Auckland health authorities are urgently recruiting more contact tracers as the national system hits capacity just five days into the outbreak.
The tracers are vital to the Covid-19 response because they get people who have been in contact with the virus isolated before they can infect others.
Laboratories, testing sites and vaccination centres are also straining at the seams as the health system struggles to keep pace with the Delta incursion.
Director General of Health Dr Ashley Bloomfield said the country’s contact tracing system was working at 100 percent, with its Covid surge plan in full use.
Auckland, home to the vast majority of the 8667 contacts identified so far, is now looking for more tracers.
Auckland University public health lecturer Colin Tukuitonga is working with Auckland Regional Public Health to help find them.
It was an illustration of the pressure the system was under, he said.
Pre-Delta many of those who attended large gatherings would have been considered casual contacts but the infectious strain had taken tracing to a new level and the sheer numbers meant everything took longer, he said.
“Every single individual who’s on the list of contacts needs to be contacted and their situation ascertained and explored and investigated to see what sort of risks they’re under,” he said.
The work was incredibly demanding and the teams were doing a tremendous job, he said.
Tukuitonga was particularly hoping to find skilled Pacific tracers for the new Samoan Assembly of God location of interest in Māngere.
More needed to be trained long term – from all of Auckland’s diverse backgrounds – but that took time, he said.
It is not just contact tracers feeling the strain.
Testers have been run off their feet, with record numbers done in the past few days and people sitting for hours in their cars.
Auckland ear nose and throat surgeon David Grayson found himself pitching in with swabbing at a community testing centre.
He had turned up to support his Waitematā District Health Board colleagues by handing out cookies and water but when they realised how well he knew his way around a nose, he was drafted in to help.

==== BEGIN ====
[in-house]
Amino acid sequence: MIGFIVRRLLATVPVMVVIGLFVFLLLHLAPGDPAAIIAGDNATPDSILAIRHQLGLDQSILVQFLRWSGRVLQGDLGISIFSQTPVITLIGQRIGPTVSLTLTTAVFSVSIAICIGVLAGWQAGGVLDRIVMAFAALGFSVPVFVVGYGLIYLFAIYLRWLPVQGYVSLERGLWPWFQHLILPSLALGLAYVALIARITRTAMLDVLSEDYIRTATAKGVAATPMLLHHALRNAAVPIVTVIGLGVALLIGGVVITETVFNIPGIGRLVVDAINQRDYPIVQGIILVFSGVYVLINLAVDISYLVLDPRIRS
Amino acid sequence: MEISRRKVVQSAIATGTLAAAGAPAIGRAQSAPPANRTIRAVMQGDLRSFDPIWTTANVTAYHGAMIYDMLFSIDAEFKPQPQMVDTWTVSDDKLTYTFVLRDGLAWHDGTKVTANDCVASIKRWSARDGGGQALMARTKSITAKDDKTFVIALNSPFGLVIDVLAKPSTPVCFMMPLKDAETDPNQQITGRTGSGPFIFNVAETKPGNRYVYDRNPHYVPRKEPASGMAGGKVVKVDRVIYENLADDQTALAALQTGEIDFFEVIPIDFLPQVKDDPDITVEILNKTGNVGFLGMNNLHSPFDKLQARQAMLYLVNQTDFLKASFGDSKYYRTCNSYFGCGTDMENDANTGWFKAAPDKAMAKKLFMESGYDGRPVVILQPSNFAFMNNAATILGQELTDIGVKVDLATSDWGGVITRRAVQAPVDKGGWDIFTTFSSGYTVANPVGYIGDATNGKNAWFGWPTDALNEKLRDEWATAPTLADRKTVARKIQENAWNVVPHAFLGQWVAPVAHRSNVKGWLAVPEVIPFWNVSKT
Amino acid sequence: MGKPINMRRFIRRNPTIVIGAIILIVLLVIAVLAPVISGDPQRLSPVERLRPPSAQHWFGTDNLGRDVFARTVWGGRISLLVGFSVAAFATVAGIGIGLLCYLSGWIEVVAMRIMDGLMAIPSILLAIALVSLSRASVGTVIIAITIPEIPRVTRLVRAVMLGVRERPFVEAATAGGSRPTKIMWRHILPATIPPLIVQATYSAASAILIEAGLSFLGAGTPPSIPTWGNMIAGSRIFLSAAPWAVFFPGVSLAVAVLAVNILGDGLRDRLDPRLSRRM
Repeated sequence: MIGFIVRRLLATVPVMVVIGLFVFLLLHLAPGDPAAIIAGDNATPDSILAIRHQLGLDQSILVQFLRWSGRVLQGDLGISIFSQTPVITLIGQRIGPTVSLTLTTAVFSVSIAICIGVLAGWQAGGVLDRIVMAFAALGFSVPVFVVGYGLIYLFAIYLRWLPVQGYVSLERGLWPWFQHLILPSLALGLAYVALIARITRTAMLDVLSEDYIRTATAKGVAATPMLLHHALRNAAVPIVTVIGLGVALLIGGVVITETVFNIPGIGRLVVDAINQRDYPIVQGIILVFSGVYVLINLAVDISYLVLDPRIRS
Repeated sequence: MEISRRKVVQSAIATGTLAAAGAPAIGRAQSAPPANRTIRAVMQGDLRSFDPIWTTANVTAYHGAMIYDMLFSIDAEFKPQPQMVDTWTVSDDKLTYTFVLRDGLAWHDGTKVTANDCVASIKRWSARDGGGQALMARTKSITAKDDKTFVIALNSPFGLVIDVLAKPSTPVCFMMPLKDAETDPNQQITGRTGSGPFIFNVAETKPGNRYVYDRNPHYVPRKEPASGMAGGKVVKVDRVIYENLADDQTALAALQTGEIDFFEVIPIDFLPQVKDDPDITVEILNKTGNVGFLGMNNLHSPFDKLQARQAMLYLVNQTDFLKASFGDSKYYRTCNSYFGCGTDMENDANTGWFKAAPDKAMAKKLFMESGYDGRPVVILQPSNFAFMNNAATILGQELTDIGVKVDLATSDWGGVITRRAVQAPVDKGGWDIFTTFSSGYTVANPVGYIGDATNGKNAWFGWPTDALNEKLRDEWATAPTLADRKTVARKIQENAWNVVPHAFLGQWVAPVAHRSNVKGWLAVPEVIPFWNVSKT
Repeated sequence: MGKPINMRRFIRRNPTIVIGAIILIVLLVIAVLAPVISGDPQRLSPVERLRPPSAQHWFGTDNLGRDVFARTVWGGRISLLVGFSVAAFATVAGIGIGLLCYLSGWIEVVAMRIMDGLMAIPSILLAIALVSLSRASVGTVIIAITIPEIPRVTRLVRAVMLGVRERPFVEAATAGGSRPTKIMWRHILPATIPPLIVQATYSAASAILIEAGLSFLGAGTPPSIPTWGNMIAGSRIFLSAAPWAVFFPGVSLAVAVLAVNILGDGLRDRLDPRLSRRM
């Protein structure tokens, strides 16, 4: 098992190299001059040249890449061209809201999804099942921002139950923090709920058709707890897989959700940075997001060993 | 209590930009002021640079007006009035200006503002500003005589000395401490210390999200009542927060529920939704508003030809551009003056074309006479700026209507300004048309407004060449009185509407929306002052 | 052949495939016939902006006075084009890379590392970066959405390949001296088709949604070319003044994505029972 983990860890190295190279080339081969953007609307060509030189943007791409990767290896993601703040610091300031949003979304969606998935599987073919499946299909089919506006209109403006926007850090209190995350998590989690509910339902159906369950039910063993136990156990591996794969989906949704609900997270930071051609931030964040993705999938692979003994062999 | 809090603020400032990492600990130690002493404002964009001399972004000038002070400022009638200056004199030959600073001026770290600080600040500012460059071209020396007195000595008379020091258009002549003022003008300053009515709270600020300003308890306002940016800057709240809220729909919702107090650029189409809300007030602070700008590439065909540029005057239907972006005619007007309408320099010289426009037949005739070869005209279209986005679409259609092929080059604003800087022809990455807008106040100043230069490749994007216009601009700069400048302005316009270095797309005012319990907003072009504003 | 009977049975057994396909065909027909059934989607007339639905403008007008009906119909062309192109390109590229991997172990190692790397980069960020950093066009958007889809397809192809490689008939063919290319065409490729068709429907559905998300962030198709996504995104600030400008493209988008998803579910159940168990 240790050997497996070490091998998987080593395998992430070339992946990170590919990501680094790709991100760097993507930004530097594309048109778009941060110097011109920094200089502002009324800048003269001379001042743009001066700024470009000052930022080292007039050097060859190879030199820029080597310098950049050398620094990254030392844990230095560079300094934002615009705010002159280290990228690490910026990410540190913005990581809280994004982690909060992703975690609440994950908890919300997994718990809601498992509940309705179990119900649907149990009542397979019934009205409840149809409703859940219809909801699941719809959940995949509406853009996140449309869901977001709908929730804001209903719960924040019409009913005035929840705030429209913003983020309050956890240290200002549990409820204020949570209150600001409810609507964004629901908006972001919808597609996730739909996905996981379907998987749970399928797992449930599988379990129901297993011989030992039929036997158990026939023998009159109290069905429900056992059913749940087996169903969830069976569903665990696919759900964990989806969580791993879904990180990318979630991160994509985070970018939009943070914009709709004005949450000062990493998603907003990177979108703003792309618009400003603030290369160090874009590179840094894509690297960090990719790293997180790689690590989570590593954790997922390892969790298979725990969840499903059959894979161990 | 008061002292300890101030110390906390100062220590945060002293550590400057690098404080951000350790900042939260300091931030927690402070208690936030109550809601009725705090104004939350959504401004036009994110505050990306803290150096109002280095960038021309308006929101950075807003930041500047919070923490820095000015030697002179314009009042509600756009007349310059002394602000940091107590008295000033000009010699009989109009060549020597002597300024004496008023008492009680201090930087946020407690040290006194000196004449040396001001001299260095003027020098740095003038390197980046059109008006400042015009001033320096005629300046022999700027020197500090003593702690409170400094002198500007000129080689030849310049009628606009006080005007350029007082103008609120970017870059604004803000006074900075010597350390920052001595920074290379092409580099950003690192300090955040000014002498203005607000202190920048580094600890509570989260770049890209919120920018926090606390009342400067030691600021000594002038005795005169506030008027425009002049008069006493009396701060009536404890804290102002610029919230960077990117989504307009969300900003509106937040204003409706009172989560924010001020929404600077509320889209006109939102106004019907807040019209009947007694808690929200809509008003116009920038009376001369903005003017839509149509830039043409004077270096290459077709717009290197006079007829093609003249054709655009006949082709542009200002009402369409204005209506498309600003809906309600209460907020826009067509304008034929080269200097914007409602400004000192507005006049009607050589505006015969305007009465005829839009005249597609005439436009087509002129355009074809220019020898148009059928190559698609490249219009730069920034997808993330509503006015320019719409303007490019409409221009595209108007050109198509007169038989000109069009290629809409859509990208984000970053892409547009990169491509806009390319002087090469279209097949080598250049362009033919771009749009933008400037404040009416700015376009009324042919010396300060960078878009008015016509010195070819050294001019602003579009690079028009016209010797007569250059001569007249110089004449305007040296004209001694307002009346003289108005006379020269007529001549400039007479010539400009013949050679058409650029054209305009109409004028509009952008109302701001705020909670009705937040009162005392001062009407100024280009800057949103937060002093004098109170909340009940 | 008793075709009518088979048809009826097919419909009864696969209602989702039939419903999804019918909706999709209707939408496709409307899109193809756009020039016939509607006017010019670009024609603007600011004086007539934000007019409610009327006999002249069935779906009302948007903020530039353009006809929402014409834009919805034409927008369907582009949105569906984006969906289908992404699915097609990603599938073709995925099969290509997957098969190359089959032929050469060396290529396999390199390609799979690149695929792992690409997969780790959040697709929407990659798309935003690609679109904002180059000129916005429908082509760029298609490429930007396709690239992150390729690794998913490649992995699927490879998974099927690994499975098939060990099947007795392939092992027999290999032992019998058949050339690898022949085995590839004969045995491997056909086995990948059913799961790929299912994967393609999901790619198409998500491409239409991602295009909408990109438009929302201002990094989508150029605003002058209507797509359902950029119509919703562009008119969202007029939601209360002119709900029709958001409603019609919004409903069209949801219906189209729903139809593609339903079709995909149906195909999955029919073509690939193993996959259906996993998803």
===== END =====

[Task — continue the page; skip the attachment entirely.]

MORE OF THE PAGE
It gave him an extra appreciation for the testers – and those waiting in line, he said.
“It’s pretty disheartening to look up thinking you’re making headway and see the long queue of cars but I’m amazed really, the public is just so patient,” he said
At the other end of all those tests, labs are under pressure.
An Auckland worker and the Apex union’s president of laboratory workers Brian Raill said they were “chocka”.
They had gone from processing roughly 500 tests a day to 3000, with batches coming in until late at night.
Some people were waiting days for their results and he urged them to be patient.
They had rearranged shifts and have drafted in extra helpers but he hoped the situation would ease as the lockdown took effect.
Nurses union kaiwhakahaere Kerri Nuku said many nurses were feeling the strain all over the health system already riddled with nursing shortages.
Some vaccinated nurses were worried after they were given an exemption to return to work even though they were contacts of cases.
“It certainly does, to us, signal the understaffing and perhaps this is an … attempt to try to level that out,” she said
While many nurses enjoyed pitching in to help keep the country safe, others felt different under Delta and wanted to sit the outbreak out to protect their families.
The country needed a better response plan for the next incursion, she said.